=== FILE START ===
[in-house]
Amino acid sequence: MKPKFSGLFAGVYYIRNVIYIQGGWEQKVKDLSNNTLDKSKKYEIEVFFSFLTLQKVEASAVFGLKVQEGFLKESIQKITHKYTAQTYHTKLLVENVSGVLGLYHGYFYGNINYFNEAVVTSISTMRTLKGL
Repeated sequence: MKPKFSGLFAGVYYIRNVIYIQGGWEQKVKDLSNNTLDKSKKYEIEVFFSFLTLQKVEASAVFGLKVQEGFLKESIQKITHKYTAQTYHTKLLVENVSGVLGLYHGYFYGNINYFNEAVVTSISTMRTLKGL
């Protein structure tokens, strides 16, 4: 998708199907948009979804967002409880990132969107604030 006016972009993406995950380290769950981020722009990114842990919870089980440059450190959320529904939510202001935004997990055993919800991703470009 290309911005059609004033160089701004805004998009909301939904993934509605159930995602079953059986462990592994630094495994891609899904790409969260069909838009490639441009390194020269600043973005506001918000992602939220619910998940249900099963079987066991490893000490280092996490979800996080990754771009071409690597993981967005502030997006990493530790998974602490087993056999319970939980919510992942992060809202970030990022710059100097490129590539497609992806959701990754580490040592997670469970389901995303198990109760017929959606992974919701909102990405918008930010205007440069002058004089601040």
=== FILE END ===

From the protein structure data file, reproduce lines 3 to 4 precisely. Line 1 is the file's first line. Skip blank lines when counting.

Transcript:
Repeated sequence: MKPKFSGLFAGVYYIRNVIYIQGGWEQKVKDLSNNTLDKSKKYEIEVFFSFLTLQKVEASAVFGLKVQEGFLKESIQKITHKYTAQTYHTKLLVENVSGVLGLYHGYFYGNINYFNEAVVTSISTMRTLKGL
């Protein structure tokens, strides 16, 4: 998708199907948009979804967002409880990132969107604030 006016972009993406995950380290769950981020722009990114842990919870089980440059450190959320529904939510202001935004997990055993919800991703470009 290309911005059609004033160089701004805004998009909301939904993934509605159930995602079953059986462990592994630094495994891609899904790409969260069909838009490639441009390194020269600043973005506001918000992602939220619910998940249900099963079987066991490893000490280092996490979800996080990754771009071409690597993981967005502030997006990493530790998974602490087993056999319970939980919510992942992060809202970030990022710059100097490129590539497609992806959701990754580490040592997670469970389901995303198990109760017929959606992974919701909102990405918008930010205007440069002058004089601040």